pickassoreborn's Child of Eden (Xbox 360) review

The Perfect Kinect Experience?

Me and my Kinect, we never seem to get along. A recent purchase with the underlying excuse of "research" due to the nature of my job, I already realised that my living room was insufficient for the demands of the somehow-sentient box of tricks. That nod of its head when it powered up for the first time... it always felt judgemental. If it could shake its head at the lack of playspace in front of my television, it wouldn't surprise me one jot.

Microsoft's market research obviously took into account the atypical American sitcom house - living rooms the size of hangar bays. The swagger of these rooms, they have enough space for two player Kinect hijinks and you could still keep the coffee table in its original location. Admittedly, the selection of Kinect games out there is sufficient, but in no way truly inspiring. I had the best motive for my Kinect purchase though - Child of Eden.

I admit it. I have a Rez Trance Vibrator. This dubiously ambigious, oversized USB dongle added an extra sense of sensory synthesia. My Rez-obsessed fanboyism glossed over the fact that it could be used for more sexually deprived usage, instead finding the least painful way to introduce it around my person without too much intrusion. I'm sure at one point I was playing Rez while biting down on the Trance Vibrator, the hope that it would reverberate through my skull and tickle my eardrums even more directly.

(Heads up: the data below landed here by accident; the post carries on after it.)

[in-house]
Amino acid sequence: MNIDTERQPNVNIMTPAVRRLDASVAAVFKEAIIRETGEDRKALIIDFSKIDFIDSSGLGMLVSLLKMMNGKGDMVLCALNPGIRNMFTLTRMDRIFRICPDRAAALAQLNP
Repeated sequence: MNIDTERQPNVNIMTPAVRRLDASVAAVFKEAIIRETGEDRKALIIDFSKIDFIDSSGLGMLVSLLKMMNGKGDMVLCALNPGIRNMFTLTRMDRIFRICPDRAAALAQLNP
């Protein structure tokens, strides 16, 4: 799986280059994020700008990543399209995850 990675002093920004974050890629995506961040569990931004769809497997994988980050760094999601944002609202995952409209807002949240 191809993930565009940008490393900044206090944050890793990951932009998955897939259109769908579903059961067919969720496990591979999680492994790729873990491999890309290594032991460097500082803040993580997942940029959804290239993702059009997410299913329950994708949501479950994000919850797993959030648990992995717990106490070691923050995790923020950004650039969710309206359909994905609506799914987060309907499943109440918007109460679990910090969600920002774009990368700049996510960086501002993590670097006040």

So when Child of Eden was announced, my thoughts were instantly "Rez 2! OMFG!". I often daydreamed of the possibility of a next generation Rez. So much more graphical horsepower to take advantage of, so many more visual possibilities. The very fact I own a Rez Trance Vibrator proves my peripheral fetish of Dreamcast legend would forever doom me to a purchaser of game-enhancing gameplay plastic. I really could not play Child of Eden without Kinect. Day one purchase? Fuck, yes.

An hour later and I'm a tired, sweaty mess of a man. Yes, I have a grin on my face fuelled by associated synapses being tickled by the game's luscious visuals; fragments of an audio dreamscape are still bouncing around my eardrums. My right arm is aching for the right or wrong reason... I can't decide. I look back on my Rez experiences of the past and consider how far we've come as gamers... maybe the MIcrosoft hype machine is right. You are the controller.

There are still compromises though - there's no vibration to be had. I have heard whispers... stories of controller-enabled bondage gear which allows the user to insert four wireless controllers on his or her person and totally immerse themselves into the digital wonder that is Eden. Did I dream it? Those Q Entertainment developers are not denying it. Nope. I missed that tactile connection to the game, the sense that there's a tangible presence besides a seasoned-yet-jaded gamer wrangling his arms about in front of a television screen. Of course, you can play the game with a controller and rock it old skool - the game is, after all, not a fully-dedicated purple boxed Kinect-branded product.